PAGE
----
For introductory information on security, see Practice Note: Security—an introductory guide. For links to information addressing frequently asked questions on security issues, see Practice Note: Security—frequently asked questions. English law recognises four types of security interest: mortgages, charges, pledges and liens. Each type of security has different characteristics and grants different types of rights to creditors:. Mortgages—a mortgage is created by the transfer of ownership in an asset by way of security, subject to an express or implied condition which requires the mortgagee to transfer title back to the mortgagor when the obligation for which the security was created is discharged.
The exact form of the mortgage varies, however, depending upon the asset being charged. Note that there are also statutory mortgages which do not involve any transfer of ownership but have a similar effect.
For more information, see Practice Notes: Mortgages and How is a mortgage created? Charges—a charge does not involve any transfer of title to an asset and is therefore an equitable interest with the exception of charges by way of legal mortgage over land which were created by the LPAs 85 1. A charge is an agreement between the chargor and the chargee which gives the chargee a right to sell the asset and to apply the proceeds in discharging the obligations of the chargor.
A charge is a useful means of creating a security over future assets. A charge unlike a legal mortgage can be created over future assets. Pledges—a pledge involves the actual or constructive transfer of possession of an asset to a creditor and can be used for assets whose title passes by delivery. Ownership of the asset remains with the pledgor but the creditor has a power of sale if the pledgor defaults on its payment obligations.
For more information, see Practice Note: Pledges. Liens—a lien can arise as a common law right from general usage or by agreement. It gives a creditor the right to retain possession of an asset until an obligation has been discharged. Although it does not confer a power of sale, a power of sale is sometimes granted by agreement between the parties or by custom. For information on the different types of security available to lenders, see Practice Note: Types of security.
If the security interest does not meet all of these requirements then the security will be equitable not legal. For more information on the differences between legal and equitable security and the advantages and disadvantages of each, see Practice Note: Legal versus equitable security interests. Essentially, security creates an interest in assets, whereas quasi-security creates rights against a person ie it gives the creditor rights against the quasi-security provider. However, quasi-security has a similar economic effect to security as it provides protection for the party receiving it and can increase the likelihood of a creditor being repaid.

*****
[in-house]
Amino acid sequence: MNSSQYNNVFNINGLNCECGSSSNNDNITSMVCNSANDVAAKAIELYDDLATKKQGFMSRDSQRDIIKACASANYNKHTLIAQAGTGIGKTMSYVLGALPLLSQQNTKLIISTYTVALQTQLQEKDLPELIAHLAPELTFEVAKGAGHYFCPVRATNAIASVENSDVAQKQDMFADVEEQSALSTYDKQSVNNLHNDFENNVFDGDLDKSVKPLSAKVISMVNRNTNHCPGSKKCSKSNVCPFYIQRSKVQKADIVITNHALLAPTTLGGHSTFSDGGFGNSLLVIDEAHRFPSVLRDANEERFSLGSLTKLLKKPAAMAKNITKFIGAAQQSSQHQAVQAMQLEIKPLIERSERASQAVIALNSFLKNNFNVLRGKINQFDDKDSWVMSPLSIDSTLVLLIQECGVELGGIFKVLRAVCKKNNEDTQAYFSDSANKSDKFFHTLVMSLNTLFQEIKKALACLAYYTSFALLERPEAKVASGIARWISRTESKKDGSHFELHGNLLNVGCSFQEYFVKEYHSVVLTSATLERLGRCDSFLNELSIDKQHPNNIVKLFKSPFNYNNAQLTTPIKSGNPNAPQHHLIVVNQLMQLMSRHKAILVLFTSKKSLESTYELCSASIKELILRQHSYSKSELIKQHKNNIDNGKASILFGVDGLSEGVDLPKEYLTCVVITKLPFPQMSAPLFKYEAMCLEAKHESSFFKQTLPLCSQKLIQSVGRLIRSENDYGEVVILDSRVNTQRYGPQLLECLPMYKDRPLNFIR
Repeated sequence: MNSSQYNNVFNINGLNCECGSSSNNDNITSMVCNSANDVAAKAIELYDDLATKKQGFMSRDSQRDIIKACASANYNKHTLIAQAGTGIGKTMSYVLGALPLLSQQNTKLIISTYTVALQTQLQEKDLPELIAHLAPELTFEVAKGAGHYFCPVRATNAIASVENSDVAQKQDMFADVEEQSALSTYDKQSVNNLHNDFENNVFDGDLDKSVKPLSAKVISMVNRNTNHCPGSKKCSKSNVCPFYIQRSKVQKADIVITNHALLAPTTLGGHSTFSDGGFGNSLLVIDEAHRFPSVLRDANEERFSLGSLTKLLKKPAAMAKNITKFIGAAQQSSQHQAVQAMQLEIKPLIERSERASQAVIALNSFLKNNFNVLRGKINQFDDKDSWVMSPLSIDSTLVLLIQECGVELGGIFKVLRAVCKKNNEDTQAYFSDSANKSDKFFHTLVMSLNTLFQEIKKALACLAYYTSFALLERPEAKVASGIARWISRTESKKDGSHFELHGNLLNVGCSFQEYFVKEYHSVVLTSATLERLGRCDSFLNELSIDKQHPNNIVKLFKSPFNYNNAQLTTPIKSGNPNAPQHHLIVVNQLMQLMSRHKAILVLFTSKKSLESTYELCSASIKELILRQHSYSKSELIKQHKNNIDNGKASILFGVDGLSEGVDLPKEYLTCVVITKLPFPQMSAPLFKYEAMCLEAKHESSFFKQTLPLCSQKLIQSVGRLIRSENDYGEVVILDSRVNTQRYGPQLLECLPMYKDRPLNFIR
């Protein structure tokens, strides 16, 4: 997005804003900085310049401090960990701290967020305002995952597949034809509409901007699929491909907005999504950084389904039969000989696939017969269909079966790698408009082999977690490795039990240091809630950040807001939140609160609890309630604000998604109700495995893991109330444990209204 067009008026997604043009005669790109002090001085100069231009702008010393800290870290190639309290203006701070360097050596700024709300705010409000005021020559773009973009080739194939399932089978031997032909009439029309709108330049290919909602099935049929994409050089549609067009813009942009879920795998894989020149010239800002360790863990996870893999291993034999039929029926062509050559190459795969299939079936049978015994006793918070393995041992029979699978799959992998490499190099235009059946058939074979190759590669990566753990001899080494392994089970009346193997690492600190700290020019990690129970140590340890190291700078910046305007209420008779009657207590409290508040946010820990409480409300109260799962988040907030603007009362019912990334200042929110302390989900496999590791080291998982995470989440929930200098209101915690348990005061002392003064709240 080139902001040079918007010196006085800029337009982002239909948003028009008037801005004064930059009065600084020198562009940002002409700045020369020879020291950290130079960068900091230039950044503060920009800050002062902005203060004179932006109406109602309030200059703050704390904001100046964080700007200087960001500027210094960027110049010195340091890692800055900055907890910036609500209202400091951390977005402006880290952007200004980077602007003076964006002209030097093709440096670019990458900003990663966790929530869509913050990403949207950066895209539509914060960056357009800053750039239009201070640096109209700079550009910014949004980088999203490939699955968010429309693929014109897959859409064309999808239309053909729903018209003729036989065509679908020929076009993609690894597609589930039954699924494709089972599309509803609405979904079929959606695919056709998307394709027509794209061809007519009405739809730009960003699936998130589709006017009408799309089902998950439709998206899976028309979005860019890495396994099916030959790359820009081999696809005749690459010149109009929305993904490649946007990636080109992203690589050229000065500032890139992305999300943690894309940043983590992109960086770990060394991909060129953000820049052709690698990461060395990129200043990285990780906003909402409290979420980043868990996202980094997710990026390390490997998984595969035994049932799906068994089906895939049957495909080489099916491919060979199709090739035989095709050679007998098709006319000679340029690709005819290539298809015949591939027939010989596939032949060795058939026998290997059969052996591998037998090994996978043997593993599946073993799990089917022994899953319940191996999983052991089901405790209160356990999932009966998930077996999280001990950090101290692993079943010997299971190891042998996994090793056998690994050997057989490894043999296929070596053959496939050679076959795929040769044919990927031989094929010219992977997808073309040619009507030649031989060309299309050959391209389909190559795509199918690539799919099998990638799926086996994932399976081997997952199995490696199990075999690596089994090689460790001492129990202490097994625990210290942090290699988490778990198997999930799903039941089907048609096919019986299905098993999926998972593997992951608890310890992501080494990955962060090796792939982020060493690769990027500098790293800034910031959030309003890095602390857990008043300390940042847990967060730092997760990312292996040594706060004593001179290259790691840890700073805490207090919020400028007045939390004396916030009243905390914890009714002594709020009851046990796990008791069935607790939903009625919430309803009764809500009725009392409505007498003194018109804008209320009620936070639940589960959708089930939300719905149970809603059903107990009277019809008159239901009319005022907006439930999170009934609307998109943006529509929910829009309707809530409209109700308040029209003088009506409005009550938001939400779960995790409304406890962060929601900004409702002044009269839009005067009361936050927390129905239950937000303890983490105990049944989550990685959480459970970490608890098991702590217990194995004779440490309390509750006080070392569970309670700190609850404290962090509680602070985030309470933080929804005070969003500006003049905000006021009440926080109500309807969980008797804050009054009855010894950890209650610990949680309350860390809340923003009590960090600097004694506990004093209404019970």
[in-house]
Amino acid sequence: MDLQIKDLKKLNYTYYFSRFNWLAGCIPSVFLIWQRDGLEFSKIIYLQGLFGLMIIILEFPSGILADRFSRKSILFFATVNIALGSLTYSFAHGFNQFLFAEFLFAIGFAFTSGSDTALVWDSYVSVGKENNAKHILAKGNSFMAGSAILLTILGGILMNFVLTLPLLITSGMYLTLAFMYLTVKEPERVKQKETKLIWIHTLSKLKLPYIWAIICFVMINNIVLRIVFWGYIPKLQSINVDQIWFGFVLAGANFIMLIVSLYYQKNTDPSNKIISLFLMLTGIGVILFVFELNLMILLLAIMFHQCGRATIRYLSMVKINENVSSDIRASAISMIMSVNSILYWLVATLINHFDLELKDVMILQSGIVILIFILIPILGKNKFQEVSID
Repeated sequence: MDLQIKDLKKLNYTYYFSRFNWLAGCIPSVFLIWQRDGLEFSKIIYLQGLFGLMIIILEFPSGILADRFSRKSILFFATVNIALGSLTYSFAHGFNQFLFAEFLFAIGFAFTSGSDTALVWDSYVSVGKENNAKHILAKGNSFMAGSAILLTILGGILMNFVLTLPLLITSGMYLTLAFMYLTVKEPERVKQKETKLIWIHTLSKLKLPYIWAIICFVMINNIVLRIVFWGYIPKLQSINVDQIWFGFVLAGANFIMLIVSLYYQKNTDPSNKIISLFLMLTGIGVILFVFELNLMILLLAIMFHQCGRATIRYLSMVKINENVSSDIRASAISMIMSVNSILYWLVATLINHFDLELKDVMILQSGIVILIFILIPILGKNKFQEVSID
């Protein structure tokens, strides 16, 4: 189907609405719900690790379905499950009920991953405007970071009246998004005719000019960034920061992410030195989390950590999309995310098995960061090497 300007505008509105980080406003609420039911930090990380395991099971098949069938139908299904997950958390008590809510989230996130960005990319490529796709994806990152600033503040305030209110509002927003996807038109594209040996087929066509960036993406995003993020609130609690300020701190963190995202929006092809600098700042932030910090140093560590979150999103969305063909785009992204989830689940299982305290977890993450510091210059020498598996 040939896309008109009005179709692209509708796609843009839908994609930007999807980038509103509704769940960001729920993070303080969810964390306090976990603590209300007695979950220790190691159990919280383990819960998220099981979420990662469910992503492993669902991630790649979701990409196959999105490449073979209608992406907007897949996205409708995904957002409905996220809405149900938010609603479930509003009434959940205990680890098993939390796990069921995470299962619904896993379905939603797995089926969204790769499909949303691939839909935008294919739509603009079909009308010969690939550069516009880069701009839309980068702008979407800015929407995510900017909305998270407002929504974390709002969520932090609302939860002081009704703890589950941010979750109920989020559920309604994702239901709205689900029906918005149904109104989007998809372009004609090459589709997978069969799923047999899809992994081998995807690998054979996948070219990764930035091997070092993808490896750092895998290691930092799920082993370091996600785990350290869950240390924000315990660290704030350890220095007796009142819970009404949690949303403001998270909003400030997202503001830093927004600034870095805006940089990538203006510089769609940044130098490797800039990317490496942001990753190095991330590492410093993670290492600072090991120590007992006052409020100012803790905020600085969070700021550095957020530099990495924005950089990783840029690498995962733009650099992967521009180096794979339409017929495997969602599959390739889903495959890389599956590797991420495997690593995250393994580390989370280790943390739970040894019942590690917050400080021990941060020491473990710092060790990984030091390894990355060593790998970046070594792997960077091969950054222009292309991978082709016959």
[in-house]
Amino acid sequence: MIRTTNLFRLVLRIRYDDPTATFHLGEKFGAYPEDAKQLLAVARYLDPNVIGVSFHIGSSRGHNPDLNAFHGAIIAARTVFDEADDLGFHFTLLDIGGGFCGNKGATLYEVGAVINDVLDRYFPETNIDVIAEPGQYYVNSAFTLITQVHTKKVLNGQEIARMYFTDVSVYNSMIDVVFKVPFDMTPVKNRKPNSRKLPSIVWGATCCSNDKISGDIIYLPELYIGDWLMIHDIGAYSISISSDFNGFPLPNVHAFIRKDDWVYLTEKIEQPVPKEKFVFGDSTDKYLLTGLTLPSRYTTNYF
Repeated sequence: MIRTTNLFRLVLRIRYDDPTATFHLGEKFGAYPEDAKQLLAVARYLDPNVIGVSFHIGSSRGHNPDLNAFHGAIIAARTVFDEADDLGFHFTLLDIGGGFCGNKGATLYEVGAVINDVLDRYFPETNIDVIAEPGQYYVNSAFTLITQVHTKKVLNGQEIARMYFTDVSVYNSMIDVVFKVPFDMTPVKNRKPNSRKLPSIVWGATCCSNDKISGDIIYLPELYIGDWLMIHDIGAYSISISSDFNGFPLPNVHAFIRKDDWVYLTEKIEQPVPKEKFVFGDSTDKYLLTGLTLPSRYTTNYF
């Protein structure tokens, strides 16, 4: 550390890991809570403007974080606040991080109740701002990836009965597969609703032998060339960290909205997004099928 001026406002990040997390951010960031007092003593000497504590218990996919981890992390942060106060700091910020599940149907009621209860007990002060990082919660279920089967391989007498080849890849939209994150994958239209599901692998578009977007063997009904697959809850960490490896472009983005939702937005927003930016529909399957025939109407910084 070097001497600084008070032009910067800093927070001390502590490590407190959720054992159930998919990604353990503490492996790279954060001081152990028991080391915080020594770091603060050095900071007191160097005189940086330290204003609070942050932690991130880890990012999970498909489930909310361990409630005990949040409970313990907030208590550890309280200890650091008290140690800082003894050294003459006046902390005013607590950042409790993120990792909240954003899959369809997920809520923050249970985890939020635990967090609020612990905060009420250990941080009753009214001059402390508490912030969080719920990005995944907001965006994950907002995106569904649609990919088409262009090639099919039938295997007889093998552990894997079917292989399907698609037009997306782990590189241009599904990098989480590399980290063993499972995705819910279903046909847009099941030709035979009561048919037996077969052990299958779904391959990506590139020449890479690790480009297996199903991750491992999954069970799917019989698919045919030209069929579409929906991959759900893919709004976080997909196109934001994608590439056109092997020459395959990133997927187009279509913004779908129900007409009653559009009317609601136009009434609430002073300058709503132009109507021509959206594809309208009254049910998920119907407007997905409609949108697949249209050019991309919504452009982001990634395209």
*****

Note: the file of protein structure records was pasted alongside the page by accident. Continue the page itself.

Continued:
Instead, at any time there will be just one amount owed by the party whose notional cross-claim is worth less than its counterpart. Its purpose is to protect the unpaid seller against the buyer's insolvency, giving it priority over other creditors. For more information, see Practice Note: Difference between security and quasi-security. Charges can be characterised as either fixed or floating although only limited companies generally create the later.
Under a fixed charge, which a chargor will usually grant over its more permanent assets such as land and fixtures and fittings, the charge immediately attaches to the assets. The chargee is given control over the chargor's ability to deal with the charged assets.
This means that the chargor cannot dispose of the asset without the consent of the chargee. Under a floating charge attachment is deferred. The chargee's rights attach in the first instance not to specific assets but to a shifting class of assets, including future assets.
The chargor is left free to manage and dispose of assets in the class of charged assets in the ordinary course of business until an event occurs which causes the floating charge to crystallise.
Transferring your Brokerage Account: Tips on Avoiding Delays